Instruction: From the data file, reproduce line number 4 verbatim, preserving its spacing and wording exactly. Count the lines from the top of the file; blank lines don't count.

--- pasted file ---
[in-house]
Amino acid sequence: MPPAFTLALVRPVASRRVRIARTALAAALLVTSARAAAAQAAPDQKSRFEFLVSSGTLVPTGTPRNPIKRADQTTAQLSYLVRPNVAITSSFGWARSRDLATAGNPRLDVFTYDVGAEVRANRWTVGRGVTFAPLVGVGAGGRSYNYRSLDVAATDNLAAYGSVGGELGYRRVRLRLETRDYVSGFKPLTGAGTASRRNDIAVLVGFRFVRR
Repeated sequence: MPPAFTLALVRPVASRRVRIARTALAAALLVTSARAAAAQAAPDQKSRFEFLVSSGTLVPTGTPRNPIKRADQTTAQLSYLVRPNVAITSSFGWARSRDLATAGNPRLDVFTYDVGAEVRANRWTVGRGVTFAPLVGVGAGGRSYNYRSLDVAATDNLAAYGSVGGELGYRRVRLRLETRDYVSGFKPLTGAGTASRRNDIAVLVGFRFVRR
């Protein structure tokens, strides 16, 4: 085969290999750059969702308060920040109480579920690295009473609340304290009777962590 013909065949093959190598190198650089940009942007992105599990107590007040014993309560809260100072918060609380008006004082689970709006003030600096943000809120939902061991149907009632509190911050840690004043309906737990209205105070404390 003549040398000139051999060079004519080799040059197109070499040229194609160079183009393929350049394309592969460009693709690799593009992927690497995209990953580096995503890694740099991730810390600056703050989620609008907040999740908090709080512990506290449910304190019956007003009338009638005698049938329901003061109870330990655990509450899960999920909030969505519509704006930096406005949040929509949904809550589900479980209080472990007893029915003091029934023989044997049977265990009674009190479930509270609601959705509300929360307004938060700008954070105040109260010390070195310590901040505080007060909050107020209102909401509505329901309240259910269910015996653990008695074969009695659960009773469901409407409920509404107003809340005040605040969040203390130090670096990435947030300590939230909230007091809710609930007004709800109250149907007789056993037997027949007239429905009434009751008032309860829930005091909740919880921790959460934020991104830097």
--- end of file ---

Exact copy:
């Protein structure tokens, strides 16, 4: 085969290999750059969702308060920040109480579920690295009473609340304290009777962590 013909065949093959190598190198650089940009942007992105599990107590007040014993309560809260100072918060609380008006004082689970709006003030600096943000809120939902061991149907009632509190911050840690004043309906737990209205105070404390 003549040398000139051999060079004519080799040059197109070499040229194609160079183009393929350049394309592969460009693709690799593009992927690497995209990953580096995503890694740099991730810390600056703050989620609008907040999740908090709080512990506290449910304190019956007003009338009638005698049938329901003061109870330990655990509450899960999920909030969505519509704006930096406005949040929509949904809550589900479980209080472990007893029915003091029934023989044997049977265990009674009190479930509270609601959705509300929360307004938060700008954070105040109260010390070195310590901040505080007060909050107020209102909401509505329901309240259910269910015996653990008695074969009695659960009773469901409407409920509404107003809340005040605040969040203390130090670096990435947030300590939230909230007091809710609930007004709800109250149907007789056993037997027949007239429905009434009751008032309860829930005091909740919880921790959460934020991104830097």